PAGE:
Asset management and servicing firms are beefing up coverage of insurance companies in Asia – and for good reason, given the industry’s sheer size and pace of expansion. The sector is proving especially attractive in light of its fast-growing appetite for overseas investments, of which it has outsourced nearly $200 billion, and counting.
Overall, regional insurers’ assets under management have grown at an annualised 7.4% between 2012 and end-2017, from $5.55 trillion to $7.93 trillion, according to data compiled from institutional managers by technology provider Broadridge.
“But what is more impressive is the CAGR [compound annual growth rate] in foreign exposure of 18.2% over the same period,” Yoon Ng, director of Apac insights at Broadridge, told AsianInvestor.
Global fund managers have benefited from this trend, she added, as Broadridge estimates that overseas outsourced assets stood at $180 billion as of 2017. That represents annualised growth of around 20% from just $20 billion in 2012.
Net flows from Asia-Pacific insurers to fund houses totalled $14.4 billion in the 12 months to March 31, 2018. This has made it one of the most attractive segments for global managers’ asset gathering efforts, noted Ng.
OPTIMISM ON OUTSOURCING
This momentum is expected to continue. In several Asian markets, insurers’ overseas allocation limits are still relatively low – for instance, 15% in China and Thailand – and, what’s more, many insurance firms are well below those caps.
The biggest area of growth between end-2012 and end-2017 by asset class has been alternative investments, followed by equities (see table below). In that period, Asian insurers’ overall allocation to alternatives has almost quadrupled to 13.2% from 3.4%, while their equity allocation rose to 15.0% from 12.3% (though it dropped sharply from 17.2% as of end-2016 after a steady rise until that point).
ASIA-PACIFIC INSURERS ASSET ALLOCATION, 2012 TO 2017*
* The markets covered are Australia, China, Hong Kong, Indonesia, Japan, Korea, Malaysia, Singapore, Thailand, Taiwan.
** In most countries the alternative investments fall within this category. The exception is China where 'other' is more loosely defined and includes everything that is not strictly a bond, stock or fund investment.
These increases came largely at the expense of bond exposure, which fell by 9 percentage points over the period, while money market exposure also shrank slightly.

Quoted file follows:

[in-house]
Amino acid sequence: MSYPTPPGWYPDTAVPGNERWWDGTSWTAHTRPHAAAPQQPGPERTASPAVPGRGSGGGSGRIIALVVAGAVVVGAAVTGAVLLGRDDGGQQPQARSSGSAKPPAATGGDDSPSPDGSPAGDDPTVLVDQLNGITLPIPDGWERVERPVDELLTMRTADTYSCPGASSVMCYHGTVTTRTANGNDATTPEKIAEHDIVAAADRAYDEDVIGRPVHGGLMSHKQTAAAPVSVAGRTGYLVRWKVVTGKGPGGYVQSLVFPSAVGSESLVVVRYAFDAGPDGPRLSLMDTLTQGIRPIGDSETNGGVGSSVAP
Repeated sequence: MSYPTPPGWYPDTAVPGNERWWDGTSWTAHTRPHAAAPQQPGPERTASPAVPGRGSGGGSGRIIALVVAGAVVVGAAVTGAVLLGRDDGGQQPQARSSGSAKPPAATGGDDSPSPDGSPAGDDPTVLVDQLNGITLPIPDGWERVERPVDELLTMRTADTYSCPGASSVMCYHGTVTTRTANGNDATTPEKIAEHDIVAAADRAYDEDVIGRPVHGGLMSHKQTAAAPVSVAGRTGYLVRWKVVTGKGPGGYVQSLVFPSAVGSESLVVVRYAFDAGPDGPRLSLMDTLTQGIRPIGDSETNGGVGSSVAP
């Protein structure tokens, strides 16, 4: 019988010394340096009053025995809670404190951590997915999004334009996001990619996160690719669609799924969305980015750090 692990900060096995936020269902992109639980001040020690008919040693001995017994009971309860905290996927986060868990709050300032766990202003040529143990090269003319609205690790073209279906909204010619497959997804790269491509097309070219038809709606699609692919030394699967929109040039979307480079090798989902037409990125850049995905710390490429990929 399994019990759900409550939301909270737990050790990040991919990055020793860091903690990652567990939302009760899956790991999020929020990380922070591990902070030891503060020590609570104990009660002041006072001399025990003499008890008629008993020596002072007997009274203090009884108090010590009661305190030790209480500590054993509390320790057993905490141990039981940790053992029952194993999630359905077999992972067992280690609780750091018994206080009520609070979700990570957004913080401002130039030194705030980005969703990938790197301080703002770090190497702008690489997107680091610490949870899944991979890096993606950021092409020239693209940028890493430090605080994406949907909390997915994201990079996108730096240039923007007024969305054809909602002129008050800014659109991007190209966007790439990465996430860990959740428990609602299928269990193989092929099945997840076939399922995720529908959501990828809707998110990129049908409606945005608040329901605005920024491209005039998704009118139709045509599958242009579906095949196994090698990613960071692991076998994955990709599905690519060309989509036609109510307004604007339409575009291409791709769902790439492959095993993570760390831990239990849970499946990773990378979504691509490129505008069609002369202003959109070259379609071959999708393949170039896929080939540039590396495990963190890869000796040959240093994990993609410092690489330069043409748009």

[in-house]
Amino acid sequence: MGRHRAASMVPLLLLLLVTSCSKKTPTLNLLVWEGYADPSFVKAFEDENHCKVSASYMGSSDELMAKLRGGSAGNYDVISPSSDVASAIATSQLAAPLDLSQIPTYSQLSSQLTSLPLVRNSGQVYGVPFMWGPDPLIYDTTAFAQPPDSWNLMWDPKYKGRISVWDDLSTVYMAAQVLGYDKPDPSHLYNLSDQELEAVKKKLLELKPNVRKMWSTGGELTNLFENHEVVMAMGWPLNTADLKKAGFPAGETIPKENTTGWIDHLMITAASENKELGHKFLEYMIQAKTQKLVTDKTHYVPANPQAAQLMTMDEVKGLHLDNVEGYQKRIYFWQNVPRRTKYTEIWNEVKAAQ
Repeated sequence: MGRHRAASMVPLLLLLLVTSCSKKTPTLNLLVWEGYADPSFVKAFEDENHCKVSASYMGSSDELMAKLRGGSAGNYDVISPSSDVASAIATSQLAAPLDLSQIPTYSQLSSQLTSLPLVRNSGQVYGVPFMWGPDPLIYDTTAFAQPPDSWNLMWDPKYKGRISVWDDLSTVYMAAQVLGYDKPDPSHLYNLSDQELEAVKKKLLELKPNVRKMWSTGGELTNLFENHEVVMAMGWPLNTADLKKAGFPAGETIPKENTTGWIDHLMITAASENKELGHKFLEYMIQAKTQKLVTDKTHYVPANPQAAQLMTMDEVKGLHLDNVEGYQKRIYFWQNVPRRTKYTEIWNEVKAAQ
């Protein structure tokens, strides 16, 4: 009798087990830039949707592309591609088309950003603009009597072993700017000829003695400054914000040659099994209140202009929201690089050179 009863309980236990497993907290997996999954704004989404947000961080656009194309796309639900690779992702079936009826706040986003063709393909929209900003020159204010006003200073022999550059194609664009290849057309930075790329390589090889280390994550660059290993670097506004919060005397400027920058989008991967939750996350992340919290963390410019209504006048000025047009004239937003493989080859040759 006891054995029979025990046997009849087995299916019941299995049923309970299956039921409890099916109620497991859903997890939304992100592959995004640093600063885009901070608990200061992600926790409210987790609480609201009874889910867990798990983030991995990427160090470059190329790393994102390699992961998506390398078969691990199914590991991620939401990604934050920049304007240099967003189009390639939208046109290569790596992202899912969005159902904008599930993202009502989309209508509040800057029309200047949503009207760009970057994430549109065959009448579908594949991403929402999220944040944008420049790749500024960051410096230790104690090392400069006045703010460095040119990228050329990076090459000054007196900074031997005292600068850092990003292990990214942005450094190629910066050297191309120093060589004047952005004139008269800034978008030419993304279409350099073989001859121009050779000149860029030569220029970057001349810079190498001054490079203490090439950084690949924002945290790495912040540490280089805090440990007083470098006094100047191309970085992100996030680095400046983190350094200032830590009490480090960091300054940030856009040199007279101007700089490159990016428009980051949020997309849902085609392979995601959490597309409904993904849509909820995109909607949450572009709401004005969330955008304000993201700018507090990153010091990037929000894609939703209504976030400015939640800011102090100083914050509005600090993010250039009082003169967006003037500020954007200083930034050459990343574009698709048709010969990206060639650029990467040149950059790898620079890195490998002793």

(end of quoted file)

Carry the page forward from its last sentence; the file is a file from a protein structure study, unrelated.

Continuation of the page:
It is broadly expected that regional insurance firms’ alternatives exposure will continue to grow, as large players continue to explore new niche investments for diversification and yield purposes, while many of their smaller peers still have minimal or even zero exposure to non-traditional assets.
Carsten Quitter, global chief investment officer of Germany’s Allianz, which has $35 billion in assets under its Asia businesses, told AsianInvestor last month: “To deal with the low-interest-rate environment, our main focus is on alternative assets.” This reflects a similar approach by other large insurers with operations in the region, such as US-based MetLife.
BUILDING INSURANCE COVERAGE
Accordingly, large firms such as BlackRock, HSBC Global Asset Management and State Street have been adding to their teams servicing insurers in the region.
Last month State Street created a dedicated role in Hong Kong to oversee its insurance services business in Asia and last month brought in Kamal Jandu from Citi to fill it. He heads a team supporting insurers in areas of data management, custody, fund administration, accounting, trading and research.
Meanwhile, HSBC Global AM lured Edith Lin from Axa Investment Managers in July as its first dedicated insurance lead for Asia Pacific.
And Kimberly Kim joined BlackRock in April from Deutsche Asset Management in the newly created role of Asia-Pacific head of financial institutions, a role with a major focus on insurers. This came shortly after Henry Ashworth moved in March from BlackRock’s London office to Hong Kong as head of Asia-Pacific insurance on the client portfolio solutions team, another newly created post.
The other biggest client growth areas in Asia Pacific for fund houses have been sub-advisory for asset managers, bank/corporate treasury, and defined-benefit pension schemes, according to Broadridge.